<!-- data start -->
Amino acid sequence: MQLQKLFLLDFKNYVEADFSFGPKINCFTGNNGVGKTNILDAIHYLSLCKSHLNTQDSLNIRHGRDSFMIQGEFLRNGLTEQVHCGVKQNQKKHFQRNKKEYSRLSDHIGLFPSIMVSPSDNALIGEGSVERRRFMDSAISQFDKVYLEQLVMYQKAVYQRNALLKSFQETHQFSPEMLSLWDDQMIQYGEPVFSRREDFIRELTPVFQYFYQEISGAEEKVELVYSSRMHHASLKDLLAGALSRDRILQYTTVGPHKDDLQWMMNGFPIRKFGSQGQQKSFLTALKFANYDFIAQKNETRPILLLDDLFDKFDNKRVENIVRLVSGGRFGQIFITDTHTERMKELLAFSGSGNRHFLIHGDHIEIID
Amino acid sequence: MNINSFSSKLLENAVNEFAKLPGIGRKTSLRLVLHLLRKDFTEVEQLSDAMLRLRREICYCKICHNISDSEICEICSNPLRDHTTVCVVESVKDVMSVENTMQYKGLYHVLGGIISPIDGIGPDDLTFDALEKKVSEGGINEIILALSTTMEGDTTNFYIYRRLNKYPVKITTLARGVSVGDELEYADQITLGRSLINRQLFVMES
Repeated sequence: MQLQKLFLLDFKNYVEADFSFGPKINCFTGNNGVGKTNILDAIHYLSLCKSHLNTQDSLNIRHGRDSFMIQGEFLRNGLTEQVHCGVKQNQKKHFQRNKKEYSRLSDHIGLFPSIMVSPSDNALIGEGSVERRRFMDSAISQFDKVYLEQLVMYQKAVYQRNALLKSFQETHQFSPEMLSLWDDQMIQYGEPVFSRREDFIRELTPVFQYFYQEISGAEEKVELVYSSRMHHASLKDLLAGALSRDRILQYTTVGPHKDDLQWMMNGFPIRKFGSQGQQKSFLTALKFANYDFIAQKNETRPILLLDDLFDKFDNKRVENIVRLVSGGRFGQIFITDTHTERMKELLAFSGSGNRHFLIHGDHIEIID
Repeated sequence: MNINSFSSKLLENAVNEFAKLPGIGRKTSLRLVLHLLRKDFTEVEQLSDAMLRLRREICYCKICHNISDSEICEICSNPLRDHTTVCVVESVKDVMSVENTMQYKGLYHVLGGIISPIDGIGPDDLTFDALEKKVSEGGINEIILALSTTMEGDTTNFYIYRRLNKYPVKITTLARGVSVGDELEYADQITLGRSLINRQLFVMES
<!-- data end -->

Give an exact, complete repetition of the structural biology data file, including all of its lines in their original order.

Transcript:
Amino acid sequence: MQLQKLFLLDFKNYVEADFSFGPKINCFTGNNGVGKTNILDAIHYLSLCKSHLNTQDSLNIRHGRDSFMIQGEFLRNGLTEQVHCGVKQNQKKHFQRNKKEYSRLSDHIGLFPSIMVSPSDNALIGEGSVERRRFMDSAISQFDKVYLEQLVMYQKAVYQRNALLKSFQETHQFSPEMLSLWDDQMIQYGEPVFSRREDFIRELTPVFQYFYQEISGAEEKVELVYSSRMHHASLKDLLAGALSRDRILQYTTVGPHKDDLQWMMNGFPIRKFGSQGQQKSFLTALKFANYDFIAQKNETRPILLLDDLFDKFDNKRVENIVRLVSGGRFGQIFITDTHTERMKELLAFSGSGNRHFLIHGDHIEIID
Amino acid sequence: MNINSFSSKLLENAVNEFAKLPGIGRKTSLRLVLHLLRKDFTEVEQLSDAMLRLRREICYCKICHNISDSEICEICSNPLRDHTTVCVVESVKDVMSVENTMQYKGLYHVLGGIISPIDGIGPDDLTFDALEKKVSEGGINEIILALSTTMEGDTTNFYIYRRLNKYPVKITTLARGVSVGDELEYADQITLGRSLINRQLFVMES
Repeated sequence: MQLQKLFLLDFKNYVEADFSFGPKINCFTGNNGVGKTNILDAIHYLSLCKSHLNTQDSLNIRHGRDSFMIQGEFLRNGLTEQVHCGVKQNQKKHFQRNKKEYSRLSDHIGLFPSIMVSPSDNALIGEGSVERRRFMDSAISQFDKVYLEQLVMYQKAVYQRNALLKSFQETHQFSPEMLSLWDDQMIQYGEPVFSRREDFIRELTPVFQYFYQEISGAEEKVELVYSSRMHHASLKDLLAGALSRDRILQYTTVGPHKDDLQWMMNGFPIRKFGSQGQQKSFLTALKFANYDFIAQKNETRPILLLDDLFDKFDNKRVENIVRLVSGGRFGQIFITDTHTERMKELLAFSGSGNRHFLIHGDHIEIID
Repeated sequence: MNINSFSSKLLENAVNEFAKLPGIGRKTSLRLVLHLLRKDFTEVEQLSDAMLRLRREICYCKICHNISDSEICEICSNPLRDHTTVCVVESVKDVMSVENTMQYKGLYHVLGGIISPIDGIGPDDLTFDALEKKVSEGGINEIILALSTTMEGDTTNFYIYRRLNKYPVKITTLARGVSVGDELEYADQITLGRSLINRQLFVMES